Pacific Salmon Environmental and Life History Models: Advancing Science for Sustainable Salmon in the Future
What Are We Missing? Butterflies, Flowers, and Salmon Models
Peter W. Lawson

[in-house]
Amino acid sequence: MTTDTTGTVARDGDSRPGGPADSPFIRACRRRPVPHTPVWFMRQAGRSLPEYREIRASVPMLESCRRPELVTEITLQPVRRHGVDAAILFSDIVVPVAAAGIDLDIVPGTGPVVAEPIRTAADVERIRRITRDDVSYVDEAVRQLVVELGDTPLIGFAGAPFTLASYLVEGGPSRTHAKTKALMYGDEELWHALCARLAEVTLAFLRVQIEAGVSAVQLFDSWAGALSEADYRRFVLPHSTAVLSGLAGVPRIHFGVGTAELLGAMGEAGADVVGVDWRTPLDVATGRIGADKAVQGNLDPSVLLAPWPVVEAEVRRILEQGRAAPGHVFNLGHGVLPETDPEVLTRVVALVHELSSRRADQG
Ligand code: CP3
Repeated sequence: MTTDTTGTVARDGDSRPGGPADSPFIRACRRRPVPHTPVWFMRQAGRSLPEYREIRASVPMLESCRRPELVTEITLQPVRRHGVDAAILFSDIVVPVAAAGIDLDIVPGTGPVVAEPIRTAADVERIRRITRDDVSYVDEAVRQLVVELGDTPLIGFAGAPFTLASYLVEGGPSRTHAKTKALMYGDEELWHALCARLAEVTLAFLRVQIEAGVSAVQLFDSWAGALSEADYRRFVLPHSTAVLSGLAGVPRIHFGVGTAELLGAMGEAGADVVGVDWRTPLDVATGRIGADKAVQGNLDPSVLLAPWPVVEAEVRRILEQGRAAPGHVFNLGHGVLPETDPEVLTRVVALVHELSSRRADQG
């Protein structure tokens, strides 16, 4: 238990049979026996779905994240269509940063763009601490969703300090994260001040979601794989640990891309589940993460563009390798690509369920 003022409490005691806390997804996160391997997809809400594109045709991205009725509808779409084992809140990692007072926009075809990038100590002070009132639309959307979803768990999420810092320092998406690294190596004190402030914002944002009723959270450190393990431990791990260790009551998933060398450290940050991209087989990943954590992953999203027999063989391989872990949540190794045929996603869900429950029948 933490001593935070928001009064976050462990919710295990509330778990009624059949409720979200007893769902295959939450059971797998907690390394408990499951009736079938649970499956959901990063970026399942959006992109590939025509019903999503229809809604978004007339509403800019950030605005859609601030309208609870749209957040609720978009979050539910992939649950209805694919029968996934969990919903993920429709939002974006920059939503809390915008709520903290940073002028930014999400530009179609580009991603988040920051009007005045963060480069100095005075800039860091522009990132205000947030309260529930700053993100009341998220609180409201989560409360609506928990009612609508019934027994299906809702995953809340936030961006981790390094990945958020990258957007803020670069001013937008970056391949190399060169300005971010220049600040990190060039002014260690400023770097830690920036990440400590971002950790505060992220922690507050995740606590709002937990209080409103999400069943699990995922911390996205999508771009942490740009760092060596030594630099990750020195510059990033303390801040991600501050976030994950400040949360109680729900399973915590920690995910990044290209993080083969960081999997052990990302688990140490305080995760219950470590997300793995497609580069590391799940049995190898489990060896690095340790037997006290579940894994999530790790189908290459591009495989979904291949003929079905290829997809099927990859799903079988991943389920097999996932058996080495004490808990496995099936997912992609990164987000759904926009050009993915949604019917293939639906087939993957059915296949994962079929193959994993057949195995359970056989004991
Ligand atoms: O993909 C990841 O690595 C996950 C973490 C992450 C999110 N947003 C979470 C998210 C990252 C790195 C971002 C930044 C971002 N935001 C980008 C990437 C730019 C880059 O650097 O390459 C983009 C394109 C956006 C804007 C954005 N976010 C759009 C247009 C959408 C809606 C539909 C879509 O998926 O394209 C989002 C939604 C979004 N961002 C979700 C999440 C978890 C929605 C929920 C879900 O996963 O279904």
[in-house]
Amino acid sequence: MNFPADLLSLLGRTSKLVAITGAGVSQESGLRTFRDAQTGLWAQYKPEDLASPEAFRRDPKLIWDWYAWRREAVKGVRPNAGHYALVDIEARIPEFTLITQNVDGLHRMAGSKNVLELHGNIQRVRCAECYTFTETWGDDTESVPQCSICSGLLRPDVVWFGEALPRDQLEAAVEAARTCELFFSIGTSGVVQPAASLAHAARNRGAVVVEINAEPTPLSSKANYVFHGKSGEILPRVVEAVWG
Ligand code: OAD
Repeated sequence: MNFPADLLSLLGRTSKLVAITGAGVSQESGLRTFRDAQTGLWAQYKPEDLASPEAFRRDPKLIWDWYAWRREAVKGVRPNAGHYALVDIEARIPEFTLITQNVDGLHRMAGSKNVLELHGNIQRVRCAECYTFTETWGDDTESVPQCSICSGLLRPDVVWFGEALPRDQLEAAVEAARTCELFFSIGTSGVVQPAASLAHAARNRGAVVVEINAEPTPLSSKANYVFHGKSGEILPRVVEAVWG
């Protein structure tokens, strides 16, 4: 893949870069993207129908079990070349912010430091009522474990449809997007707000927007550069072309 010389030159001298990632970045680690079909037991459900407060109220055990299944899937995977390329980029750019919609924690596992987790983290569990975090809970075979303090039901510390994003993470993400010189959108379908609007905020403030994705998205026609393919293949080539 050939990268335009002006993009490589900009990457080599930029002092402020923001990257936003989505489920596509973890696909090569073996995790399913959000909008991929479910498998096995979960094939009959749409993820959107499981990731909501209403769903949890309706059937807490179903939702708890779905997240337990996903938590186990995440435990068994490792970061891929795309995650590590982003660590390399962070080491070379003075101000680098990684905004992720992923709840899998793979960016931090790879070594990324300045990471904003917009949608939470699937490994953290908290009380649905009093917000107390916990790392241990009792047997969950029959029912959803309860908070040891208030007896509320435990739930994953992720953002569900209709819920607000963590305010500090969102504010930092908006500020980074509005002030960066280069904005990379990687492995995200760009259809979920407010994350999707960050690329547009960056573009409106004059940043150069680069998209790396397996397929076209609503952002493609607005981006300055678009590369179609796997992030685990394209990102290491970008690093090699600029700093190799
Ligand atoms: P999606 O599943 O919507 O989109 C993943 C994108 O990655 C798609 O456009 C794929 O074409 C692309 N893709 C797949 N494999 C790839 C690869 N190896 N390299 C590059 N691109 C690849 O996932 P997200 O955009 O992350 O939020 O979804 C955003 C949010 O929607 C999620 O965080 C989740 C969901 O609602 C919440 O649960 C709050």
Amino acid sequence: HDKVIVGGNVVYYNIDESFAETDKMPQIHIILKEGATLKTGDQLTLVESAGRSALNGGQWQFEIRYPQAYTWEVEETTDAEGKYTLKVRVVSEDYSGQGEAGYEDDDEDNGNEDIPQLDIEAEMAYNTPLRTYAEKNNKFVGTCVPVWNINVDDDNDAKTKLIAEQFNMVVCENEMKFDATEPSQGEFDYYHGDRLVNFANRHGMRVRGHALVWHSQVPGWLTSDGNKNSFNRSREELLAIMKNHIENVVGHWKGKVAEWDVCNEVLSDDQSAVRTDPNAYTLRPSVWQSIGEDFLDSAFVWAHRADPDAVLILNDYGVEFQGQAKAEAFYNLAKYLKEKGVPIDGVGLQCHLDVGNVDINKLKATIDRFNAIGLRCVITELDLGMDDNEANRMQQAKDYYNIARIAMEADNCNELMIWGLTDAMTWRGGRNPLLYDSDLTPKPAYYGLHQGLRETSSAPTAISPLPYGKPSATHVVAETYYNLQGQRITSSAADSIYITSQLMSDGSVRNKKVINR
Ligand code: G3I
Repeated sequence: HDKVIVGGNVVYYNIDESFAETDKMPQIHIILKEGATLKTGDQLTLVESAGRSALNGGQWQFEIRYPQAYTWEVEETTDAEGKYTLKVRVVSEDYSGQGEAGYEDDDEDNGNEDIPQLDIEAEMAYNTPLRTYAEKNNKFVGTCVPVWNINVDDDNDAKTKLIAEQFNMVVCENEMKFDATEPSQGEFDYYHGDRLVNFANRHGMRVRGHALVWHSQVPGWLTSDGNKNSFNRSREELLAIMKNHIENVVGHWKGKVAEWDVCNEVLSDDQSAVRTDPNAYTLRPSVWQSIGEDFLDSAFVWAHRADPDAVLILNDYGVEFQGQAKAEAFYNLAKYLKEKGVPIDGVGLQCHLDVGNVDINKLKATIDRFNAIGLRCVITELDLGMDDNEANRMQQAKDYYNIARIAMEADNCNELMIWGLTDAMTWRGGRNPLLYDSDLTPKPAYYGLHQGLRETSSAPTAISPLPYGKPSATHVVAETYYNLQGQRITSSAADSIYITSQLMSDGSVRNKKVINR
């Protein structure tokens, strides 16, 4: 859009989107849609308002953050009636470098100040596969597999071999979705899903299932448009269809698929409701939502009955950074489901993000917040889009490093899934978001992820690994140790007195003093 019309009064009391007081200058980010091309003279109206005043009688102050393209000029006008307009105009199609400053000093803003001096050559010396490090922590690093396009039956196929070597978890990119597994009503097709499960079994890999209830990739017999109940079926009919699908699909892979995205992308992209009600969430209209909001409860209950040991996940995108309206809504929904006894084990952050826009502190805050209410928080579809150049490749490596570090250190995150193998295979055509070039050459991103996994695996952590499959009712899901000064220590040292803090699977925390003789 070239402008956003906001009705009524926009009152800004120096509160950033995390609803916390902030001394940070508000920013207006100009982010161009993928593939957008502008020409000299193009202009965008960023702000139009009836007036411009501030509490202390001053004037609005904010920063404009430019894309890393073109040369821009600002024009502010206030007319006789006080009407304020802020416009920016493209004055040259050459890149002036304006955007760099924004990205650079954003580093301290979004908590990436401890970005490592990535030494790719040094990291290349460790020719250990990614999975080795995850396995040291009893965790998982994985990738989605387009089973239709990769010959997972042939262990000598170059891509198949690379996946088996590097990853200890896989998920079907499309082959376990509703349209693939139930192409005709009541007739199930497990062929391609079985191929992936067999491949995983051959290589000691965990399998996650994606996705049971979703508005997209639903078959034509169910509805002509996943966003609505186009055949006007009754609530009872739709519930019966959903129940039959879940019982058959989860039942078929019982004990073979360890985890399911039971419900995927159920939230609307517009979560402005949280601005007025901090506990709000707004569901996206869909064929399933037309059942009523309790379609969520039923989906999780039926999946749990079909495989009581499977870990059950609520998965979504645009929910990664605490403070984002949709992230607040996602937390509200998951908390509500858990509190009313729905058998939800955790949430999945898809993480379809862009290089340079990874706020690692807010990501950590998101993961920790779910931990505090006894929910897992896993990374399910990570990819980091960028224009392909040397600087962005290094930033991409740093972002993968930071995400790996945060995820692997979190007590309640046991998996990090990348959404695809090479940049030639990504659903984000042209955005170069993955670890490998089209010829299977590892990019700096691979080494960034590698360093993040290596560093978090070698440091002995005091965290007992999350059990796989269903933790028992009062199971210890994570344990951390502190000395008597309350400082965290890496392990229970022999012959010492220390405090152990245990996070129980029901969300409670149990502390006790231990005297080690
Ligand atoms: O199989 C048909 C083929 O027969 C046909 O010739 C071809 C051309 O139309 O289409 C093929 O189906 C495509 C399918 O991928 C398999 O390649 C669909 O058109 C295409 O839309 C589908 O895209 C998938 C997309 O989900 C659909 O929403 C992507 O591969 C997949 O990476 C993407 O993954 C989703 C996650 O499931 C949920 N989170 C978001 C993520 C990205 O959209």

Abstract.—We understand our environment through our senses and tend to interpret the behavior of other animals in the context of the world we understand. Butterflies and flowers sometimes show distinctive patterns in ultraviolet light that are important to them but invisible to us. Likewise, the senses of fish and their experience of the world are very different from ours. Many aspects of a salmon’s environment, such as olfactory stimuli, are completely invisible to us. Other factors, like certain aspects of habitat alteration, are visible but unnoticed because they occurred gradually or long ago. Like Poe’s purloined letter they are cryptic—there for us to see if we only knew what to look for. As we build salmon models we base them on what we understand is important to the fish. However, our anthropocentric bias may cause us to overlook or misinterpret factors of importance. In addition, our necessarily simplified models, when applied to management, may result in a pernicious simplification of the salmon populations we wish to preserve. For example, if we model and manage for a dominant (or highly visible or easily monitored) salmon life history we may inadvertently eliminate other life histories of equal importance, or reduce diversity in ways that affect population viability. We should actively seek to identify important factors missing from our models and be aware of critical assumptions. Recognizing that our models are tools used to understand and manage salmon, we should try to understand the broader implications of these models to the future of the salmon we hope to preserve. In this essay, I offer speculation about what we may be missing in freshwater habitat, life history diversity, metapopulation dynamics, ocean survival, and water chemistry. I also consider the question of scale, and the effect our philosophical viewpoint may have on the direction and application of our modeling efforts and the likelihood of successful outcomes.